Our rest in the Lord is as complete as is our belief in Him. He who believes fully rests fully; he who believes only partially rests but partially. The ideal condition of the spiritual Israelite is the attainment of a perfect rest, a perfect sabbath-keeping, in his present experience, and a waiting and laboring for another and still more complete rest—the actual rest of the perfected condition—the rest that remains for the people of God. "Let us therefore labor to enter into that rest [sabbath], lest any man fall after the same example of unbelief [of fleshly Israel]" (Heb. 4: 9-11)—Z '99, 253 (R 2534).

    The weekly sabbath of the Jews, with its rest from labor and its worship, fittingly symbolizes the Millennial Sabbath, with its rest from the curse and its service of God. Our faith-justification reckons to us the Millennial rest in its perfection, and enables us to have the rest of faith in Christ's finished work. In consecration, we labor earnestly even unto death, to be enabled to enter into the rest that remains for the people of God in His glorious Kingdom—P '33, 79.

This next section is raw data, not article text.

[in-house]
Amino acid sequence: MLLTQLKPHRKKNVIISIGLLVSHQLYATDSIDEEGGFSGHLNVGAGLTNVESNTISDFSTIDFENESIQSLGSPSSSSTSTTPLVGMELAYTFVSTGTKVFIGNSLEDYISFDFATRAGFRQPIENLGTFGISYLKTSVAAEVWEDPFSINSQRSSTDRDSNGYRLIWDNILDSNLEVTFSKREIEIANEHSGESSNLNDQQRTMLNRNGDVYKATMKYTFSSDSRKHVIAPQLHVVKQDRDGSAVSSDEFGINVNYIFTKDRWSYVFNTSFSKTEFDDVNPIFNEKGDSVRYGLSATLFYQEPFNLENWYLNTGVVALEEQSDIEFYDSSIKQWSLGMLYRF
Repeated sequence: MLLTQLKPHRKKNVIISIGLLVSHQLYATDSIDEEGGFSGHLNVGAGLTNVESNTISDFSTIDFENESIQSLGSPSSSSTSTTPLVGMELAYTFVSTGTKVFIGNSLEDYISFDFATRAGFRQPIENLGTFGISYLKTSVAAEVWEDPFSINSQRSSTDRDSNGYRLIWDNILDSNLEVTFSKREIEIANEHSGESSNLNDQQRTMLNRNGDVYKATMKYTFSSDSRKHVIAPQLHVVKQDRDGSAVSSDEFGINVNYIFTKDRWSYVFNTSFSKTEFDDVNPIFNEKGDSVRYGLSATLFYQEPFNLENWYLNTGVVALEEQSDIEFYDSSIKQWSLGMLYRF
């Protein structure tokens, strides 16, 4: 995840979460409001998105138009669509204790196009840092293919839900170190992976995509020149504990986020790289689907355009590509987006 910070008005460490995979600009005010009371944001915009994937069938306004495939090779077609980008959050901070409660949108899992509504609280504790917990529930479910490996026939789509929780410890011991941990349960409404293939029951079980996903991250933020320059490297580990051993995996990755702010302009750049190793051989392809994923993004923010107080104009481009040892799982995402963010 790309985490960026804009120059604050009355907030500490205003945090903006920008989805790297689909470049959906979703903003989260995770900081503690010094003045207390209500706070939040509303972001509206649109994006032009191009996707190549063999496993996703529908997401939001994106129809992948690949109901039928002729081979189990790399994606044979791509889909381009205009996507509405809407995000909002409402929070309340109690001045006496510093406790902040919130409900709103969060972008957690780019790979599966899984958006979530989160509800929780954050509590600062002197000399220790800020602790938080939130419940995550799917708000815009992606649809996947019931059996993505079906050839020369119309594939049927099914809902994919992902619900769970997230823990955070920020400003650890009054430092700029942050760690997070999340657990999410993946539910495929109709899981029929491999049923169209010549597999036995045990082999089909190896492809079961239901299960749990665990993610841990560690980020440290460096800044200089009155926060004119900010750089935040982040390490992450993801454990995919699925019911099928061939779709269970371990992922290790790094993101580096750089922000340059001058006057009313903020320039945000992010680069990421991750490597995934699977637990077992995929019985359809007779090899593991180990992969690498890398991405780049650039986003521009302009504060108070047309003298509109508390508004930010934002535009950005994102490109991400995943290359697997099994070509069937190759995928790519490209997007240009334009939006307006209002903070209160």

Parallel passages: Isa. 26: 3; Heb. 4: 3-11; 3: 14, 18; Matt. 11: 28-30; John 14: 27; 16: 33; 20: 19; Acts 10: 36; Rom. 2: 10; 5: 1; 14: 17; 15: 13, 33; Eph. 2: 14-17; Phil. 4: 7, 9; Col. 1: 20; 3: 15; 2 Thes. 3: 16.

    Hymns: 244, 48, 97, 107, 176, 179, 305.
    Poems of Dawn, 178: God's Perfect Peace.
    Tower Reading: Z '14, 104 (R 5433).

    Questions: Have I this week enjoyed the rest of faith? How? What hindered or helped therein? What resulted?



    LIKE a river glorious is God's perfect peace,
    Over all victorious in its glad increase.